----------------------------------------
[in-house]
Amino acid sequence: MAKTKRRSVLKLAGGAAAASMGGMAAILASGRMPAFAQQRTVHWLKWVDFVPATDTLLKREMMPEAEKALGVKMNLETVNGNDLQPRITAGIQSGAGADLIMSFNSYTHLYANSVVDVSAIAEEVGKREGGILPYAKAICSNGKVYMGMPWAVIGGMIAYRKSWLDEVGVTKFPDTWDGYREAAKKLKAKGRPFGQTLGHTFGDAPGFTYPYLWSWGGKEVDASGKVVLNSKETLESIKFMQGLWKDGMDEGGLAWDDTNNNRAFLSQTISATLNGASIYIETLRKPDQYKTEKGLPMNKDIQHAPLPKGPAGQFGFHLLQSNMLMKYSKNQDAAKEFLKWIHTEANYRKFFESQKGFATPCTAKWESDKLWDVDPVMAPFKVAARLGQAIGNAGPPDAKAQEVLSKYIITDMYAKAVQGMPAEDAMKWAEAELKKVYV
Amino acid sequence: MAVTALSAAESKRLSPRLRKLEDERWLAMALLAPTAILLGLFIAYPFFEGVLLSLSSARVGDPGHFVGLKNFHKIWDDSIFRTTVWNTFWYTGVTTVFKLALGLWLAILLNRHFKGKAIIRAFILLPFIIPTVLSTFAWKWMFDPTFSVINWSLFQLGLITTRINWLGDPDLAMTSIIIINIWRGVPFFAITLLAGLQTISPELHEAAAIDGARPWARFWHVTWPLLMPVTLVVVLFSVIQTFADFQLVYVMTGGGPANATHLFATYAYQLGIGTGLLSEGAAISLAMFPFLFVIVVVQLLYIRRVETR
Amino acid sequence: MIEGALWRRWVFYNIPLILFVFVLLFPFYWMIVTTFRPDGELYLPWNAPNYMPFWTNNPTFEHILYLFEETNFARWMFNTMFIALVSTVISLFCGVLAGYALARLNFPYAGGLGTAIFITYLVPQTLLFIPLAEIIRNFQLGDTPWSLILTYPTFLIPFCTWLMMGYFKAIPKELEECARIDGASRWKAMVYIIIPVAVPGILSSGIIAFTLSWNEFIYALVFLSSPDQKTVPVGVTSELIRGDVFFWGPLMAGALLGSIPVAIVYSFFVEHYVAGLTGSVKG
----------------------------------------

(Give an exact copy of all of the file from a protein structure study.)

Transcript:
[in-house]
Amino acid sequence: MAKTKRRSVLKLAGGAAAASMGGMAAILASGRMPAFAQQRTVHWLKWVDFVPATDTLLKREMMPEAEKALGVKMNLETVNGNDLQPRITAGIQSGAGADLIMSFNSYTHLYANSVVDVSAIAEEVGKREGGILPYAKAICSNGKVYMGMPWAVIGGMIAYRKSWLDEVGVTKFPDTWDGYREAAKKLKAKGRPFGQTLGHTFGDAPGFTYPYLWSWGGKEVDASGKVVLNSKETLESIKFMQGLWKDGMDEGGLAWDDTNNNRAFLSQTISATLNGASIYIETLRKPDQYKTEKGLPMNKDIQHAPLPKGPAGQFGFHLLQSNMLMKYSKNQDAAKEFLKWIHTEANYRKFFESQKGFATPCTAKWESDKLWDVDPVMAPFKVAARLGQAIGNAGPPDAKAQEVLSKYIITDMYAKAVQGMPAEDAMKWAEAELKKVYV
Amino acid sequence: MAVTALSAAESKRLSPRLRKLEDERWLAMALLAPTAILLGLFIAYPFFEGVLLSLSSARVGDPGHFVGLKNFHKIWDDSIFRTTVWNTFWYTGVTTVFKLALGLWLAILLNRHFKGKAIIRAFILLPFIIPTVLSTFAWKWMFDPTFSVINWSLFQLGLITTRINWLGDPDLAMTSIIIINIWRGVPFFAITLLAGLQTISPELHEAAAIDGARPWARFWHVTWPLLMPVTLVVVLFSVIQTFADFQLVYVMTGGGPANATHLFATYAYQLGIGTGLLSEGAAISLAMFPFLFVIVVVQLLYIRRVETR
Amino acid sequence: MIEGALWRRWVFYNIPLILFVFVLLFPFYWMIVTTFRPDGELYLPWNAPNYMPFWTNNPTFEHILYLFEETNFARWMFNTMFIALVSTVISLFCGVLAGYALARLNFPYAGGLGTAIFITYLVPQTLLFIPLAEIIRNFQLGDTPWSLILTYPTFLIPFCTWLMMGYFKAIPKELEECARIDGASRWKAMVYIIIPVAVPGILSSGIIAFTLSWNEFIYALVFLSSPDQKTVPVGVTSELIRGDVFFWGPLMAGALLGSIPVAIVYSFFVEHYVAGLTGSVKG